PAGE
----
Kathy Hayfield, director of the Division of Rehabilitative Services in the Virginia Department for Aging and Rehabilitative Services, also praised Start on Success.

“Real work experience as a high school student is the absolute best preparation for successful employment as an adult,” she said. “The Division of Rehabilitative Services' support of students in the SOS program is a new initiative and proving to be a good one.”

Kelly Ligon, a research and demonstration associate with the Center on Transition Innovations, said Start on Success offers support that allows students to learn and grow to become better employees.

“The students are receiving feedback on a daily and weekly basis, and every two weeks they reflect on the work that they’re doing, how to do things better, and how to improve those soft skills,” she said. “It’s different than just having a job on your own at KFC or Kohl’s or somewhere that you don’t get that level of feedback and support.”

Beyond the workplace experience, Start on Success is also helping participants gain independence and life experience. One student in Norfolk, for example, learned how to use the city’s public transportation system so he could get to his internship, but now knows how to use it to get anywhere in the city.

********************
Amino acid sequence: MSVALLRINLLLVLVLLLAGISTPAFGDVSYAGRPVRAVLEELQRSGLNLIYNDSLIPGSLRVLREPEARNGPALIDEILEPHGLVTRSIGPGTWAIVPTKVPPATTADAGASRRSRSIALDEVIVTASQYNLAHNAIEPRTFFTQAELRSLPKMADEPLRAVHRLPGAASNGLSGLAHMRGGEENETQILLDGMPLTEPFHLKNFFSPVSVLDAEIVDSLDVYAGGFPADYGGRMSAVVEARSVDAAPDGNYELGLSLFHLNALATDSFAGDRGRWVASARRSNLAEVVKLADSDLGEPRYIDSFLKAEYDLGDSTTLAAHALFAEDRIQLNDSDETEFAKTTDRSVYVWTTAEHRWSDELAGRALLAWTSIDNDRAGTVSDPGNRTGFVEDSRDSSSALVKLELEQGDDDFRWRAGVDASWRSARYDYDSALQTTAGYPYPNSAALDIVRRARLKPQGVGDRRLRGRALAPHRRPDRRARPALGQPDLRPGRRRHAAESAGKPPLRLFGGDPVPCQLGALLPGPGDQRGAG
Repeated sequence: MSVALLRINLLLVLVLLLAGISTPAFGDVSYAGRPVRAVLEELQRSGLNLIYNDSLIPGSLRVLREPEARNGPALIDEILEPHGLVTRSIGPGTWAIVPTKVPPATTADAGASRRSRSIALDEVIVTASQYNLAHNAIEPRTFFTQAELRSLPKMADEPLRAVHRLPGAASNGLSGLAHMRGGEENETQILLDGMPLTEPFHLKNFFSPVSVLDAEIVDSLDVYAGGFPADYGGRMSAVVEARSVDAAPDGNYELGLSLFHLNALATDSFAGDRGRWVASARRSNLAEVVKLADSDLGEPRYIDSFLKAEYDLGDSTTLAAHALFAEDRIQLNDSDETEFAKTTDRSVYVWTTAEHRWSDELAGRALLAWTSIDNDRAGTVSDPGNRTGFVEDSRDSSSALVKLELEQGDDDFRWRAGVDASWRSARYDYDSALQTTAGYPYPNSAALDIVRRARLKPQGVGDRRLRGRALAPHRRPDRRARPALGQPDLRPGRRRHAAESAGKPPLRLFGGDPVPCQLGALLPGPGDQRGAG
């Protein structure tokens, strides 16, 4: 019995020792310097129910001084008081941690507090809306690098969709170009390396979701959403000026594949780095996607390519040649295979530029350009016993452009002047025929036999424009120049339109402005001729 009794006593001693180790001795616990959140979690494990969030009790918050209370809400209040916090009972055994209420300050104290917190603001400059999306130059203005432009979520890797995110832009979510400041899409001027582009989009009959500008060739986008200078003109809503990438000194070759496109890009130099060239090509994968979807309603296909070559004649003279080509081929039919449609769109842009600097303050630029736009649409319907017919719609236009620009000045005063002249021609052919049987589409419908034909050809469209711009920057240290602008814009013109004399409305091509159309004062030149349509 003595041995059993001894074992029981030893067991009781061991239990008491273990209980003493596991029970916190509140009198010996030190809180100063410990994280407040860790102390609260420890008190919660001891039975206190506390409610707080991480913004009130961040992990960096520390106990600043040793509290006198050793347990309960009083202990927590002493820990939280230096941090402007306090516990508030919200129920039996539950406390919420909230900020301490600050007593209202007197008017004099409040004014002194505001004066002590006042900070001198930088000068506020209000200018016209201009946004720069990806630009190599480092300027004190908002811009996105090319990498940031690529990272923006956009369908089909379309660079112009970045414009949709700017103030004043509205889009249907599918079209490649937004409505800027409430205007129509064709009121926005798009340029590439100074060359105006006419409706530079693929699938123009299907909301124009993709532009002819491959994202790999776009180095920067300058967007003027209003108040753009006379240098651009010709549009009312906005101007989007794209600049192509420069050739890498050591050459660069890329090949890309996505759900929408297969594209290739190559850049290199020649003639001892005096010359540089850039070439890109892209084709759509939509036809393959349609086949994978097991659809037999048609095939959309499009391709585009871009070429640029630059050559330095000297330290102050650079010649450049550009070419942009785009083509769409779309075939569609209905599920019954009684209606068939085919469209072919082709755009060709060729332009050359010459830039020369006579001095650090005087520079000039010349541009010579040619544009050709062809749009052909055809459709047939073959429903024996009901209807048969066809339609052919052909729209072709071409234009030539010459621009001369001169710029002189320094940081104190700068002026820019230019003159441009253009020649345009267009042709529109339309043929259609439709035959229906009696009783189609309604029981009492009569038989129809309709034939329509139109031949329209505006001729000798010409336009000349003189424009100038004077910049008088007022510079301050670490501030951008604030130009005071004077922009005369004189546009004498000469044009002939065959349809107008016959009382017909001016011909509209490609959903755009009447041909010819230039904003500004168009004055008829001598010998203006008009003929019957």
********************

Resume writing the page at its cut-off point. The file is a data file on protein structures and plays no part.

“He now feels comfortable to go anywhere by himself,” Getzel said. “There’s multiple ways that this experience builds out into the community, and it has a really profound impact in a lot of ways on the students and their lives.”

As for Battle, he has two jobs lined up after graduation — one with the hotel and another with a local landscaping company. Start on Success, he said, helped prepare him for his coming employment.

“I wanted to get some work experience so I can better myself for when I graduate high school. It’s been helping me a lot. I’ve gained a lot of confidence,” he said. “The experience has been good. I’ve had people helping. I caught on quick, but they’ve helped me stay on task. It will be good experience for my future job.”